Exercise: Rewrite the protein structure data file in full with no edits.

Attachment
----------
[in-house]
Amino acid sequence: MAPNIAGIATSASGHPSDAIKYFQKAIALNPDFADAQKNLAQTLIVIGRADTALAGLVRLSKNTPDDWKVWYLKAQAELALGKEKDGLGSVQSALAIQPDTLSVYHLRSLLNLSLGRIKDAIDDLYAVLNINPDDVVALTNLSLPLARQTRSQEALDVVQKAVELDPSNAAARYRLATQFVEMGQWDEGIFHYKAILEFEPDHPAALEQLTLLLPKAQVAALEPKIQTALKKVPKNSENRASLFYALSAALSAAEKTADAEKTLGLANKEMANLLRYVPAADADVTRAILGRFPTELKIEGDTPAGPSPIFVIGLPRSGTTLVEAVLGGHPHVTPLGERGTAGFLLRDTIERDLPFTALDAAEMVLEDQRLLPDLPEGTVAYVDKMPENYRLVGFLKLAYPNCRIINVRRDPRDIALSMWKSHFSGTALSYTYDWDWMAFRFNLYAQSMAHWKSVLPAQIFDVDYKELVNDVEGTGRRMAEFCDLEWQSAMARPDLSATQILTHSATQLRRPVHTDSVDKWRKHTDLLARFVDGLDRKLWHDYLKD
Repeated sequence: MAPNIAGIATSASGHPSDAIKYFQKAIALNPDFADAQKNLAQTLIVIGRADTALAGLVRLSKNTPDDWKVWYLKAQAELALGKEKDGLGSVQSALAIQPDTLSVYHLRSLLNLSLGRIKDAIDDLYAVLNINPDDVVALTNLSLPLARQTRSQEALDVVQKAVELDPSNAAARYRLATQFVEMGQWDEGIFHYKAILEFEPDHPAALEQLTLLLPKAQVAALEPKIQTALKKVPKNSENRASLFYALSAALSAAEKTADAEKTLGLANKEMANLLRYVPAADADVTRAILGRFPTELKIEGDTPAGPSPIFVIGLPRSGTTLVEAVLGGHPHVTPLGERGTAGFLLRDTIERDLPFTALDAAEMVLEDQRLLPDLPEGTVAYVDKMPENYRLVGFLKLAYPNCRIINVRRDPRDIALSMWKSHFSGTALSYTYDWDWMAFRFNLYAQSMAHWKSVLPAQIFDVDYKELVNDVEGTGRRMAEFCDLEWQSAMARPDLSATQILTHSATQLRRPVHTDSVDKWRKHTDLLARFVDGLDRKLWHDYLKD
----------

[in-house]
Amino acid sequence: MAPNIAGIATSASGHPSDAIKYFQKAIALNPDFADAQKNLAQTLIVIGRADTALAGLVRLSKNTPDDWKVWYLKAQAELALGKEKDGLGSVQSALAIQPDTLSVYHLRSLLNLSLGRIKDAIDDLYAVLNINPDDVVALTNLSLPLARQTRSQEALDVVQKAVELDPSNAAARYRLATQFVEMGQWDEGIFHYKAILEFEPDHPAALEQLTLLLPKAQVAALEPKIQTALKKVPKNSENRASLFYALSAALSAAEKTADAEKTLGLANKEMANLLRYVPAADADVTRAILGRFPTELKIEGDTPAGPSPIFVIGLPRSGTTLVEAVLGGHPHVTPLGERGTAGFLLRDTIERDLPFTALDAAEMVLEDQRLLPDLPEGTVAYVDKMPENYRLVGFLKLAYPNCRIINVRRDPRDIALSMWKSHFSGTALSYTYDWDWMAFRFNLYAQSMAHWKSVLPAQIFDVDYKELVNDVEGTGRRMAEFCDLEWQSAMARPDLSATQILTHSATQLRRPVHTDSVDKWRKHTDLLARFVDGLDRKLWHDYLKD
Repeated sequence: MAPNIAGIATSASGHPSDAIKYFQKAIALNPDFADAQKNLAQTLIVIGRADTALAGLVRLSKNTPDDWKVWYLKAQAELALGKEKDGLGSVQSALAIQPDTLSVYHLRSLLNLSLGRIKDAIDDLYAVLNINPDDVVALTNLSLPLARQTRSQEALDVVQKAVELDPSNAAARYRLATQFVEMGQWDEGIFHYKAILEFEPDHPAALEQLTLLLPKAQVAALEPKIQTALKKVPKNSENRASLFYALSAALSAAEKTADAEKTLGLANKEMANLLRYVPAADADVTRAILGRFPTELKIEGDTPAGPSPIFVIGLPRSGTTLVEAVLGGHPHVTPLGERGTAGFLLRDTIERDLPFTALDAAEMVLEDQRLLPDLPEGTVAYVDKMPENYRLVGFLKLAYPNCRIINVRRDPRDIALSMWKSHFSGTALSYTYDWDWMAFRFNLYAQSMAHWKSVLPAQIFDVDYKELVNDVEGTGRRMAEFCDLEWQSAMARPDLSATQILTHSATQLRRPVHTDSVDKWRKHTDLLARFVDGLDRKLWHDYLKD